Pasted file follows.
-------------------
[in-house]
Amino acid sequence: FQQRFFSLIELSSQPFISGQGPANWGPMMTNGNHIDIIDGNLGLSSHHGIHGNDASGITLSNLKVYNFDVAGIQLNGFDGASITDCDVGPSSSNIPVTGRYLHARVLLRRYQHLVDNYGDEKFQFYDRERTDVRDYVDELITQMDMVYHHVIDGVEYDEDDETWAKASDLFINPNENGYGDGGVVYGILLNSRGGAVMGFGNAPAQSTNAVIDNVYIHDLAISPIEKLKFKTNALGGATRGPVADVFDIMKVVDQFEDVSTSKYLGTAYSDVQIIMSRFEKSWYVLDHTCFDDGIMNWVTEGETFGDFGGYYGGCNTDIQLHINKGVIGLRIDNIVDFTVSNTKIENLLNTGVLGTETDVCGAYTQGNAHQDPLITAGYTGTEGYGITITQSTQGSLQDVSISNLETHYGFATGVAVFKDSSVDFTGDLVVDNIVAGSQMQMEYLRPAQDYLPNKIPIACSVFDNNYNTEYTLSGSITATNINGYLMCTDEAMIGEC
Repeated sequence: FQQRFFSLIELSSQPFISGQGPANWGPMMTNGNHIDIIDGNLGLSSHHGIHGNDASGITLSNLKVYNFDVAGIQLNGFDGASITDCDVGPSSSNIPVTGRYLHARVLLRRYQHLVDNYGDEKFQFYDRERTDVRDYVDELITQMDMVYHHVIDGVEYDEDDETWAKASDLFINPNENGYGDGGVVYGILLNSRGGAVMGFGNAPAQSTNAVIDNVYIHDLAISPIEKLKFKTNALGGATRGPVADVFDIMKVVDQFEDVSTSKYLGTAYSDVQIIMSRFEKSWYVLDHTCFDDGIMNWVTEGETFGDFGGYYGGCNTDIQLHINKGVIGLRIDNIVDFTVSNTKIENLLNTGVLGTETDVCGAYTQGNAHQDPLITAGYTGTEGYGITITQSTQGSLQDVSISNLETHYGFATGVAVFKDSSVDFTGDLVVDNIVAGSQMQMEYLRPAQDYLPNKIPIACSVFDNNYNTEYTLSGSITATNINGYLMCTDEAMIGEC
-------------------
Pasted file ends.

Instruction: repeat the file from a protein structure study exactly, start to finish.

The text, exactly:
[in-house]
Amino acid sequence: FQQRFFSLIELSSQPFISGQGPANWGPMMTNGNHIDIIDGNLGLSSHHGIHGNDASGITLSNLKVYNFDVAGIQLNGFDGASITDCDVGPSSSNIPVTGRYLHARVLLRRYQHLVDNYGDEKFQFYDRERTDVRDYVDELITQMDMVYHHVIDGVEYDEDDETWAKASDLFINPNENGYGDGGVVYGILLNSRGGAVMGFGNAPAQSTNAVIDNVYIHDLAISPIEKLKFKTNALGGATRGPVADVFDIMKVVDQFEDVSTSKYLGTAYSDVQIIMSRFEKSWYVLDHTCFDDGIMNWVTEGETFGDFGGYYGGCNTDIQLHINKGVIGLRIDNIVDFTVSNTKIENLLNTGVLGTETDVCGAYTQGNAHQDPLITAGYTGTEGYGITITQSTQGSLQDVSISNLETHYGFATGVAVFKDSSVDFTGDLVVDNIVAGSQMQMEYLRPAQDYLPNKIPIACSVFDNNYNTEYTLSGSITATNINGYLMCTDEAMIGEC
Repeated sequence: FQQRFFSLIELSSQPFISGQGPANWGPMMTNGNHIDIIDGNLGLSSHHGIHGNDASGITLSNLKVYNFDVAGIQLNGFDGASITDCDVGPSSSNIPVTGRYLHARVLLRRYQHLVDNYGDEKFQFYDRERTDVRDYVDELITQMDMVYHHVIDGVEYDEDDETWAKASDLFINPNENGYGDGGVVYGILLNSRGGAVMGFGNAPAQSTNAVIDNVYIHDLAISPIEKLKFKTNALGGATRGPVADVFDIMKVVDQFEDVSTSKYLGTAYSDVQIIMSRFEKSWYVLDHTCFDDGIMNWVTEGETFGDFGGYYGGCNTDIQLHINKGVIGLRIDNIVDFTVSNTKIENLLNTGVLGTETDVCGAYTQGNAHQDPLITAGYTGTEGYGITITQSTQGSLQDVSISNLETHYGFATGVAVFKDSSVDFTGDLVVDNIVAGSQMQMEYLRPAQDYLPNKIPIACSVFDNNYNTEYTLSGSITATNINGYLMCTDEAMIGEC